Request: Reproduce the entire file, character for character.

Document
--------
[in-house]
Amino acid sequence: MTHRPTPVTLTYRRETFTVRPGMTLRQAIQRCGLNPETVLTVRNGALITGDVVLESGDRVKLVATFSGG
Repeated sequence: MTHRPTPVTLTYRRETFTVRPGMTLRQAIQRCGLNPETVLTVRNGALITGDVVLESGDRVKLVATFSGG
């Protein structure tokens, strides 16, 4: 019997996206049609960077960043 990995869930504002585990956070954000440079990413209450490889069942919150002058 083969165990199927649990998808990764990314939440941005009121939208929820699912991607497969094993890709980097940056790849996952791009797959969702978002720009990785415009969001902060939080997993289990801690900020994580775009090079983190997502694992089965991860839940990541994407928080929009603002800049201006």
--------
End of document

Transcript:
[in-house]
Amino acid sequence: MTHRPTPVTLTYRRETFTVRPGMTLRQAIQRCGLNPETVLTVRNGALITGDVVLESGDRVKLVATFSGG
Repeated sequence: MTHRPTPVTLTYRRETFTVRPGMTLRQAIQRCGLNPETVLTVRNGALITGDVVLESGDRVKLVATFSGG
């Protein structure tokens, strides 16, 4: 019997996206049609960077960043 990995869930504002585990956070954000440079990413209450490889069942919150002058 083969165990199927649990998808990764990314939440941005009121939208929820699912991607497969094993890709980097940056790849996952791009797959969702978002720009990785415009969001902060939080997993289990801690900020994580775009090079983190997502694992089965991860839940990541994407928080929009603002800049201006």